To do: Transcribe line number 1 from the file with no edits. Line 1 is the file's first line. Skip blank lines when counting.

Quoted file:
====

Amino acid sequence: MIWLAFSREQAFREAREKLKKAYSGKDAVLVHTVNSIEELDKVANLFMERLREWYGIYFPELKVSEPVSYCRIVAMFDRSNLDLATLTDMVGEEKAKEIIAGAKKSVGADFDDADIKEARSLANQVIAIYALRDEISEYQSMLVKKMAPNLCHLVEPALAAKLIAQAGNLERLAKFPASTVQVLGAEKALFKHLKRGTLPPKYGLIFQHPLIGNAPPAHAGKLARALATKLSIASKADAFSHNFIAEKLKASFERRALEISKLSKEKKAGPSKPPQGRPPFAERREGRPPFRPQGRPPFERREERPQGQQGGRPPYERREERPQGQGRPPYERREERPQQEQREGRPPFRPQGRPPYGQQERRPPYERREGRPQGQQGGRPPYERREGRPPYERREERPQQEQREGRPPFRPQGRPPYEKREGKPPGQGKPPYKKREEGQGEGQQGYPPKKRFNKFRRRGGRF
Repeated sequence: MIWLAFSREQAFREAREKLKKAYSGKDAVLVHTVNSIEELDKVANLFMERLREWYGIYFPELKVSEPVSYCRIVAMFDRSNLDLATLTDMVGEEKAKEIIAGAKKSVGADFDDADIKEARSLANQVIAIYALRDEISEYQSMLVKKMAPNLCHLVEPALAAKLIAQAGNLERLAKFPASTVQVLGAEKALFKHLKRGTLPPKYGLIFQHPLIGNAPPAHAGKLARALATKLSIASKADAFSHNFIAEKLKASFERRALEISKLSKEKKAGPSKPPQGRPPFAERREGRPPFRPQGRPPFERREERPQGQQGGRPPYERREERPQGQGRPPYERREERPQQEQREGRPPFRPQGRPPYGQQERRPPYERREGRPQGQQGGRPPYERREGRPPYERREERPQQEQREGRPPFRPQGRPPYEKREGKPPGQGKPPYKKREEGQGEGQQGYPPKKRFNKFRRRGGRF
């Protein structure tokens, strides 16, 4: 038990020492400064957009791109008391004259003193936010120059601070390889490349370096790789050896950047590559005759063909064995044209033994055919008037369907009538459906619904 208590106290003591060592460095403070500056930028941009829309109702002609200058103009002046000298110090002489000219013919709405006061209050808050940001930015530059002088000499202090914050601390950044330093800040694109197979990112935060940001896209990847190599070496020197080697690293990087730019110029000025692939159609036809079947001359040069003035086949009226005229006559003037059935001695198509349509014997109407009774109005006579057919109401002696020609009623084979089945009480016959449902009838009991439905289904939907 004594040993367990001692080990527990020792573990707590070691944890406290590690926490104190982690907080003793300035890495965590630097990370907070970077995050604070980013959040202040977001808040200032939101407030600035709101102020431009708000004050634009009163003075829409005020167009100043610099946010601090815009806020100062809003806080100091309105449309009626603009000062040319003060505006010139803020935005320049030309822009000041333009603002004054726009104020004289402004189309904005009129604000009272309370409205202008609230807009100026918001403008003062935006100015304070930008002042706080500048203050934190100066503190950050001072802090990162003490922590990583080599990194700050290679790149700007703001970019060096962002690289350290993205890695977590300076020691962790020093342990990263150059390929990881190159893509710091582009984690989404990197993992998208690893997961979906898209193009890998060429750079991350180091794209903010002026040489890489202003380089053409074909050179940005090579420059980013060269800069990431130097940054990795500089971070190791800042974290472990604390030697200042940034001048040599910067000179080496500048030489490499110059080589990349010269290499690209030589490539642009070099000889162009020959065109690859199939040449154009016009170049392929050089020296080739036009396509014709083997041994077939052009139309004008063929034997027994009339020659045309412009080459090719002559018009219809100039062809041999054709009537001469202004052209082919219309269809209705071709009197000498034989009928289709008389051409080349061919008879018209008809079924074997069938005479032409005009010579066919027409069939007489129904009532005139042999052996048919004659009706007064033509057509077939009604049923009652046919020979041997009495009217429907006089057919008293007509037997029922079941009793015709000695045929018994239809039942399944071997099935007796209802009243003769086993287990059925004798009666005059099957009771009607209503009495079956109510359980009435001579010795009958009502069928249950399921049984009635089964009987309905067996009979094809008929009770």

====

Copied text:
Amino acid sequence: MIWLAFSREQAFREAREKLKKAYSGKDAVLVHTVNSIEELDKVANLFMERLREWYGIYFPELKVSEPVSYCRIVAMFDRSNLDLATLTDMVGEEKAKEIIAGAKKSVGADFDDADIKEARSLANQVIAIYALRDEISEYQSMLVKKMAPNLCHLVEPALAAKLIAQAGNLERLAKFPASTVQVLGAEKALFKHLKRGTLPPKYGLIFQHPLIGNAPPAHAGKLARALATKLSIASKADAFSHNFIAEKLKASFERRALEISKLSKEKKAGPSKPPQGRPPFAERREGRPPFRPQGRPPFERREERPQGQQGGRPPYERREERPQGQGRPPYERREERPQQEQREGRPPFRPQGRPPYGQQERRPPYERREGRPQGQQGGRPPYERREGRPPYERREERPQQEQREGRPPFRPQGRPPYEKREGKPPGQGKPPYKKREEGQGEGQQGYPPKKRFNKFRRRGGRF